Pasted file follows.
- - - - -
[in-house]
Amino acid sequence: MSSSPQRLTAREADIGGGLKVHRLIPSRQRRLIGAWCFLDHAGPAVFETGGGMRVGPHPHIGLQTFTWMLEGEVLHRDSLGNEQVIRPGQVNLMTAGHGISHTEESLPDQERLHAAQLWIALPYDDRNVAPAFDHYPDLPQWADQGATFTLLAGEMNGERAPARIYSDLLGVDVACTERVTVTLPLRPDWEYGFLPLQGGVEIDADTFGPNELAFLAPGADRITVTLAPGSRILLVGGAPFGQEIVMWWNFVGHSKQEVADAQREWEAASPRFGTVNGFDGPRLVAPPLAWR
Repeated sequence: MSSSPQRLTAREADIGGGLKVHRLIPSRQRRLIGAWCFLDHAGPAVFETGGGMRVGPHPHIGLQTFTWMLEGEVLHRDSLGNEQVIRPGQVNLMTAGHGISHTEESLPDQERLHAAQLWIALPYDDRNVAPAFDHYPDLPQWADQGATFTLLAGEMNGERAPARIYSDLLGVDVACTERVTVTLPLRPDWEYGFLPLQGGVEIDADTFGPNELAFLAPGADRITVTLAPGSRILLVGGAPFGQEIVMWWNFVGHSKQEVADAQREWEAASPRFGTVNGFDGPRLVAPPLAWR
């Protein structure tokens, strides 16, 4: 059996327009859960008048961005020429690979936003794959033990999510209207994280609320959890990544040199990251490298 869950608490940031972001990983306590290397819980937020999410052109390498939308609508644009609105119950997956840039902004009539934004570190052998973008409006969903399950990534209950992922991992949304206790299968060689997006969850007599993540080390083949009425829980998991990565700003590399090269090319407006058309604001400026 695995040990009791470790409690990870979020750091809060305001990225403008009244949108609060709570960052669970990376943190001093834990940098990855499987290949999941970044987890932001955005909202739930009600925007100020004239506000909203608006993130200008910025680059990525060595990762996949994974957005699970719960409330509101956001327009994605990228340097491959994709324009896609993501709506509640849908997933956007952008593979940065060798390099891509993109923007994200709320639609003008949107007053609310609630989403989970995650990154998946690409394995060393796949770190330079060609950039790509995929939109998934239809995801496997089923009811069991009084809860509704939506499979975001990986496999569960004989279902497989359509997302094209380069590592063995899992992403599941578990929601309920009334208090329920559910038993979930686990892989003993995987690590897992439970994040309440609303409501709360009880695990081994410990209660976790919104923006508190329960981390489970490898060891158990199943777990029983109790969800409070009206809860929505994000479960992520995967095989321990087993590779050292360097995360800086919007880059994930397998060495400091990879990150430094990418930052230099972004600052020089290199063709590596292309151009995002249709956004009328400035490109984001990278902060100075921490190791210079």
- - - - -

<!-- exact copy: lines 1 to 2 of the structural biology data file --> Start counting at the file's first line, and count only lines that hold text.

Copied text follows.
[in-house]
Amino acid sequence: MSSSPQRLTAREADIGGGLKVHRLIPSRQRRLIGAWCFLDHAGPAVFETGGGMRVGPHPHIGLQTFTWMLEGEVLHRDSLGNEQVIRPGQVNLMTAGHGISHTEESLPDQERLHAAQLWIALPYDDRNVAPAFDHYPDLPQWADQGATFTLLAGEMNGERAPARIYSDLLGVDVACTERVTVTLPLRPDWEYGFLPLQGGVEIDADTFGPNELAFLAPGADRITVTLAPGSRILLVGGAPFGQEIVMWWNFVGHSKQEVADAQREWEAASPRFGTVNGFDGPRLVAPPLAWR